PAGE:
It takes a lot to challenge Elliott academically. When he was newly 3 and learning how to write the alphabet, he would get upset if he couldn’t form his letters to his standards. His little body still needed to develop the strength and dexterity in his hands to draw all those connecting lines. He would get upset and start crying. His mind so badly knew what he wanted it to do, if he could just get his fingers to work right. We would say, “You need to have patience, Elliott. It will come.”. His idea of having patience in the heat of the moment was to yell, “PATIENCE!” repeatedly while still forcefully commanding his little body to catch up with his mind. (We tried hard not to giggle sometimes.)
Over the years, he has grown and has done an amazing job of regulating his emotions when he becomes frustrated. But he’s still a perfectionist. When he started college at 9, we talked to him about social norms. How to fit into his new schooling situation even though he sticks out like a sore thumb. The school doesn’t make accommodations for him, nor do we expect them to. If he gets stuck on a new math topic, he has learned the steps to be able to get over the hurdle without losing his cool. He’s grown and done such an amazing job in the last two years learning to regulate. He has a list of steps to follow when he’s stuck that he goes over in his head. First and foremost, on that list is to remember that if he gets stuck on a math problem when he’s 10, it’s not going to define the rest of his life. Then, breathe. Usually he just made a simple error that threw him off his game.
Recently in Multivariable Calculus, he got stuck on a problem during class time. We don’t attend classes with Elliott. We wait in a lobby or the coffee shop, so we don’t know first-hand what happens in class. One of Elliott’s friends from class let my husband know that he had become frustrated and she could see the tears well up in his eyes. She went over to comfort him and helped work though the issue. We processed that information and moved on. But it wasn’t until a few days later that she shared more. When she went to comfort him, another student told her to “stop coddling him!”. Geez, kick him when he’s down. Kid, thank your lucky stars I wasn’t there to hear that.
Mama Bear’s gut reaction is to protect her cub. Every day I see other students at school facing emotional trauma. Either it’s a fight with a friend, frustration with a professor, issues going on at home, worries about grades or any number of other things. We all have feelings and sometimes we let those feelings slip out. My iPhone X stopped working last week. I took it to the Apple store only to find out that I was 40 days outside of warranty and that it was now a brick. (Thanks for nothing Apple!) Well, guess what? Knowing I had $500 due on my Verizon account for that brick and I had to buy a new phone on top of that, it automatically made my face get hot and tears welled in my eyes. In public. I was a hot mess. When a 10-year-old who has limited life experience and working in an adult world day to day, there might be a time or two he gets overwhelmed.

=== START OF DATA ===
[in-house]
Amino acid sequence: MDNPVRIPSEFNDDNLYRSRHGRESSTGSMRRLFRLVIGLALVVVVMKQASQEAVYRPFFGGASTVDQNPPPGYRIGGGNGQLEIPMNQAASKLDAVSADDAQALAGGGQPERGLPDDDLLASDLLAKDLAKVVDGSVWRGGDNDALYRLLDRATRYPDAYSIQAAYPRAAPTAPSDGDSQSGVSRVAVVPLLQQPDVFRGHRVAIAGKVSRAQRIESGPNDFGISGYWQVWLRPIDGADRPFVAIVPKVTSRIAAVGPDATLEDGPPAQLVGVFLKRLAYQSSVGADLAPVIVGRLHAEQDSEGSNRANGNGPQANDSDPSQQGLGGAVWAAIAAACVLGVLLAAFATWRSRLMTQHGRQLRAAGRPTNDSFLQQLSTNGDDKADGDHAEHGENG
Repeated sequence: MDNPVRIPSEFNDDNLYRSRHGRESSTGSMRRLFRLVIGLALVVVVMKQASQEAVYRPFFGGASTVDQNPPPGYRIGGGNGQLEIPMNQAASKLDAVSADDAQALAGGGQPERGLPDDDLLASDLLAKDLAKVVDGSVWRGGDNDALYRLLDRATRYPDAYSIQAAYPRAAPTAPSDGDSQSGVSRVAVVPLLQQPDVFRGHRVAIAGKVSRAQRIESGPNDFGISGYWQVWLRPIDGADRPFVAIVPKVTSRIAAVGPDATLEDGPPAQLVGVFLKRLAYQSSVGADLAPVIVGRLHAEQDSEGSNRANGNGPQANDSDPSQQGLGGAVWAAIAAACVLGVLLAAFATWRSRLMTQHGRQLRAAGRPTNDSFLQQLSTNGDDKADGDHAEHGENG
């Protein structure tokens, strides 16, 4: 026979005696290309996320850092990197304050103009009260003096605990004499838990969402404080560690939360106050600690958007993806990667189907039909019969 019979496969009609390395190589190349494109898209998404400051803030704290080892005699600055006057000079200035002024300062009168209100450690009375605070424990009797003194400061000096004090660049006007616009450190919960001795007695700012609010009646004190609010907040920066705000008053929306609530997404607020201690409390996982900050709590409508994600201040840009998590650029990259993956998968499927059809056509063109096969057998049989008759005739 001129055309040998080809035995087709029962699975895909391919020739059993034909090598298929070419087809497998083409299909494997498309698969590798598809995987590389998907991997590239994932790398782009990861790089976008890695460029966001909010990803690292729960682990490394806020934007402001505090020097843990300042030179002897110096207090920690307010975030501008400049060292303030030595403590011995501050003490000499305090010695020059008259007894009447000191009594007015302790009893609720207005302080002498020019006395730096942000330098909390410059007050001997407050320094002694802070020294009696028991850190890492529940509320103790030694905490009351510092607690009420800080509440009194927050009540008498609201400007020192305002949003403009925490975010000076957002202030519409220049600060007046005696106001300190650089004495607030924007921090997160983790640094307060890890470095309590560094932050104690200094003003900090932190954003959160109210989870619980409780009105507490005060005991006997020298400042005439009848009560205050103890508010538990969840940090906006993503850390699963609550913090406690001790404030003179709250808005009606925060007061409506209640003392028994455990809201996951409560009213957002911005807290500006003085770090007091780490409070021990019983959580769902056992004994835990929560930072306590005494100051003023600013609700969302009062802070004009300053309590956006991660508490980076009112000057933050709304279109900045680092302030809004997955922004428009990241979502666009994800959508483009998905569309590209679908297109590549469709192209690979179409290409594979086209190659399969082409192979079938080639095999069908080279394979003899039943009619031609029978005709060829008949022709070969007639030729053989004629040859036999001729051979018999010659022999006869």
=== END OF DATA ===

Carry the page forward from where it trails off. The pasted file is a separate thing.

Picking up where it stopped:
Just like the rest of us.
A common question we get is how do the other students treat him at college? Up until now, my response has always been, “Awesome!”. They have taken him under their wings. They share snacks, text each other about classes, hang-out during passing time, help him remember the calculator/coat/gloves he left behind. They high five him in the halls and chat about classes. They even gab over Pokémon cards and Nintendo Switch games. Elliott says he feels like everyone else. That won’t change.
Everyone has opinions and ideas about everyone else’s lives. I get it. We judge, don’t take the time to listen or learn about each other. It seems to be a knee-jerk reaction when we encounter something that is different than our own way of life. I offer a challenge to you. Next time you see someone frustrated, in distress… have patience. “PATIENCE!” I need this reminder often! Give them a hug or a pat on the back. Let them know you care. We could all use a little more love and kindness to get though the day. Whether it’s a frustrated 10-year-old in a Calculus 3 class or a grown 42-year-old woman trying to hide her tears in the Apple store, we all have our moments.
Spread a little grace and compassion. I guarantee you’ll change someone’s day around!
I respect your patience in the Apple store! Excellent points! Thanks for sharing.
It’s so interesting to see how kids turn out. I look forward to seeing how things play out with Elliot, my “gifted and talented” child who was bumped up a grade, learned Mandarin Chinese as a child, IQ of almost 200 decided college was not for him, dropped out after one year. He’s incredibly intelligent and creative but no career ambitions. Shocked us all, now he’s a stay home dad, which is fine of course but just different than we expected. Meanwhile my older son who had a learning disability now has an established career designing video games, owns a beautiful home in a gated community in Austin Texas and travels the world as a consultant for other companies.
Thanks for sharing! It is interesting to see where these journeys lead these kids!